Literature With A Twist Of Evil
As Halloween approaches, there will be thousands of people who wear the costume of this famous female character from literature who has had cartoons and live action movies made about her.
The thing is, she is based off a real person.
A person the author knew very well.
This person was about 10 at the time.
Our author was a grown man.
He was allowed to get close to this little girl because the girl’s father shared the same profession as our author. Apparently the two families were very close, until they weren’t.
The author was obsessed with this little girl and wanted to spend as much time with her as possible.
It got to the point where the girl’s parents feared for the safety of the girl and broke off contact with the author, and it was sudden.
One event, and the next day, no contact ever.
No one to this day is entirely sure what happened, but the author wrote his book about her.
Alice in Wonderland – Alice Liddell
Alice Pleasance Hargreaves, was an English mid-19th century child who was the inspiration for the main character for the books Alice’s Adventures in Wonderland and Through the Looking Glass by Lewis Carroll.
BBC investigates whether Lewis Carroll was ‘repressed paedophile’ after nude photo discovery
A new BBC documentary is to explore whether author Lewis Carroll was a repressed paedophile after a photograph of a naked girl comes to light
The BBC is to broadcast a controversial new documentary exploring whether Lewis Carroll was a ‘repressed paedophile’, on the 150th anniversary of his beloved children’s book Alice’s Adventures in Wonderland.
The potentially-explosive programme, presented by Martha Kearney, will explore the nature of Carroll’s relationship with children, and feelings toward the real Alice, the inspiration behind his most famous work.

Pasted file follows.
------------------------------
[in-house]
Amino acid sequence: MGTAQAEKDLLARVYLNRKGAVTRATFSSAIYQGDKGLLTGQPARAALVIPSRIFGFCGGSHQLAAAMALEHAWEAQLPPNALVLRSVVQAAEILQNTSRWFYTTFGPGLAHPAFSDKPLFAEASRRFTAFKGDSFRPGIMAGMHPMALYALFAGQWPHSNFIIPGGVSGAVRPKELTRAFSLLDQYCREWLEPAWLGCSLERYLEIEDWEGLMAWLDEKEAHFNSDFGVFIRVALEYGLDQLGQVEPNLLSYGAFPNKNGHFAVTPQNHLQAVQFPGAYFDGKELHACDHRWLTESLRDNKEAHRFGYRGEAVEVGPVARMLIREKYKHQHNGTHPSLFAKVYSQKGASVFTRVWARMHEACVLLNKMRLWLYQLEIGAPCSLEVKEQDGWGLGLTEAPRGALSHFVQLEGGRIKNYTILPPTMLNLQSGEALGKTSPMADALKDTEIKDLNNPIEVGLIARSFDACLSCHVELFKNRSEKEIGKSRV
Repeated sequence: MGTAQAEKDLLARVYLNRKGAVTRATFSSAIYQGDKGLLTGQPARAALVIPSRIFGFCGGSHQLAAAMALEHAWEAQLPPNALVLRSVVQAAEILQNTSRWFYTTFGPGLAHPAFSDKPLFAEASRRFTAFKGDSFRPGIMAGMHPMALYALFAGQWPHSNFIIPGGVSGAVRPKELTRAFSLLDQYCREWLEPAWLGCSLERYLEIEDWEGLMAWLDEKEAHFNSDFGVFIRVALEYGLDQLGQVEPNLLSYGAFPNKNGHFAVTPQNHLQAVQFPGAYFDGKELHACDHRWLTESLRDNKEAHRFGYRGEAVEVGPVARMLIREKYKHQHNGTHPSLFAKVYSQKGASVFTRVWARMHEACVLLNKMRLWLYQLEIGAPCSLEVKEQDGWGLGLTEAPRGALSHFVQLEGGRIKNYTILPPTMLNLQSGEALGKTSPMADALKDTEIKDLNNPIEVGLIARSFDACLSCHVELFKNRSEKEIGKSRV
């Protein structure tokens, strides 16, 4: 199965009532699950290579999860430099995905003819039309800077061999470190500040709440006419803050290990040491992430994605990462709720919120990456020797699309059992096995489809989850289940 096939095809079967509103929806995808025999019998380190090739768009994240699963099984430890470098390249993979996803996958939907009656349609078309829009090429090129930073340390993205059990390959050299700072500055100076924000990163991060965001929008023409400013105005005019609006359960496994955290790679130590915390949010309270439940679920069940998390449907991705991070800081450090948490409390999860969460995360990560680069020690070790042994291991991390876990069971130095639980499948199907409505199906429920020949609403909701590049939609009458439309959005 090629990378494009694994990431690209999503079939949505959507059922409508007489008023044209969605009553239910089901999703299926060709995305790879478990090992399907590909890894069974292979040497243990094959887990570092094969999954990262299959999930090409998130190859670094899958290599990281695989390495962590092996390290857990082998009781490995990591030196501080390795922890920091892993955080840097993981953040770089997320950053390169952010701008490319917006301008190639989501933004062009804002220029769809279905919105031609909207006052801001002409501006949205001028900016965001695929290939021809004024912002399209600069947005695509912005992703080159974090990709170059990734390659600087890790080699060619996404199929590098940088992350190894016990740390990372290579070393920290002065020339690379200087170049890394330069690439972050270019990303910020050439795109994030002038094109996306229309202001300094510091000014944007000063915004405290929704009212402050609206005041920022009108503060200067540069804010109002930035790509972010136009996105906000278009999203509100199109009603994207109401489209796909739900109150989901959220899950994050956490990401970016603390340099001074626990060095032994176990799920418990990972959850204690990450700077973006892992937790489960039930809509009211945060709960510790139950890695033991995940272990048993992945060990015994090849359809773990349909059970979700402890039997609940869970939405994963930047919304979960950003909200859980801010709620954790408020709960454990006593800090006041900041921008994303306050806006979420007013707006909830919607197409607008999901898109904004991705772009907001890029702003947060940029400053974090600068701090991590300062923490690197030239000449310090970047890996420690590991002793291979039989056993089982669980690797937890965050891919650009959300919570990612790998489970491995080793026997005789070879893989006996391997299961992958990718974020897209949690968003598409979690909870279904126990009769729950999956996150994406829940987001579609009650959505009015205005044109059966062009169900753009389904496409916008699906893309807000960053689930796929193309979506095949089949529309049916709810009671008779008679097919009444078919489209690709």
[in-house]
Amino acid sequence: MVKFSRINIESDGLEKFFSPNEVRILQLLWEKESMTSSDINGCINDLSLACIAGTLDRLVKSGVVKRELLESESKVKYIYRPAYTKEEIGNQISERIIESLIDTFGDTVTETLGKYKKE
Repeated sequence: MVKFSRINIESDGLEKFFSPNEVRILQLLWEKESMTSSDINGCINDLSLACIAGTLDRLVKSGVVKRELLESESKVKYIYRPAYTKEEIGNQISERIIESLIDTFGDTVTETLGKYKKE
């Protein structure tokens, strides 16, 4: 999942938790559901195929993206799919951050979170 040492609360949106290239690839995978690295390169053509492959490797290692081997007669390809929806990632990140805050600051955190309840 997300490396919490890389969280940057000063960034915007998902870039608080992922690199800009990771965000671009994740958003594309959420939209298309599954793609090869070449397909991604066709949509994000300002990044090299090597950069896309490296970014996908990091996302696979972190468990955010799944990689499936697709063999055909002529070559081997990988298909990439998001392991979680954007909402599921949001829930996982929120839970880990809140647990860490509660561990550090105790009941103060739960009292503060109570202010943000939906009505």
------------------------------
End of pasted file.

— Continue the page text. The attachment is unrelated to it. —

The show, in which he is referred to by a contributor as a “heavily repressed paedophile”, will detail a newly-discovered photograph of a naked girl from a forgotten archive, said to show a “shockingly different” side to the author’s friendship with children.
The programme, entitled The Secret World of Lewis Carroll, is scheduled to be broadcast by the BBC next weekend, with contributions from famous faces including Philip Pullman and Will Self, as well as members of the real Alice’s family.
It will debate whether new evidence shows Carroll, whose real name was Charles Dodgson, took an interest in sexualising young children and teenagers, and whether he should or could be considered a “Victorian Jimmy Savile”.
The story of the real inspiration of Carroll’s children’s book is already relatively well-known, with the fictional Alice being based on young Alice Liddell, the daughter of the Dean of Christ Church and his neighbour.
Alice and her sisters, Lorina and Edith, feature in Carroll’s novels, with a host of surviving photographs taken by the author of Alice already published.
Now, the BBC documentary will take a closer look at forgotten archive material, in what they have publicised as “uncovering the surviving clues in a piece of forensic literary detective work”.
The documentary, presented by journalist Kearney, was originally intended to explore the charming works and legacy of Carroll on the 150th anniversary of Alice’s Adventures in Wonderland.
But, towards the very end of filming, programme-makers discovered a photograph which led the show to take a darker turn.
The picture, which is not comprehensively proven to have been taken by Carroll, is believed to show Alice’s elder sister entirely nude, in a full-frontal pose described by Kearney as something “no parent would ever have consented to”.
Found in a French museum with an inscribed attribution on the frame saying it was by Lewis Carroll and of Lorina Liddell, it shows an “uneasy” pubescent model in her teenage years.
Expert analysis shows it was taken around the time Carroll was seeing the Liddells, using the same processes he is known to have used in photography.
Comparison with other photographs of Lorina are said to show “certain similarities”, though the truth about the picture cannot be proved for certain more than a century after the author’s death.
Prof Hugh Haughton, one of the contributors to the programme, said the photograph – if it was taken by Carroll – was a “shocking image”, with the author’s relationship with the Liddell girls known to have a “huge intensity” which would be “pretty strange now”.
He added: “It will certainly make it harder for those who believe that Carroll’s interest in little girls was totally innocent; it will make that more complicated.” – Source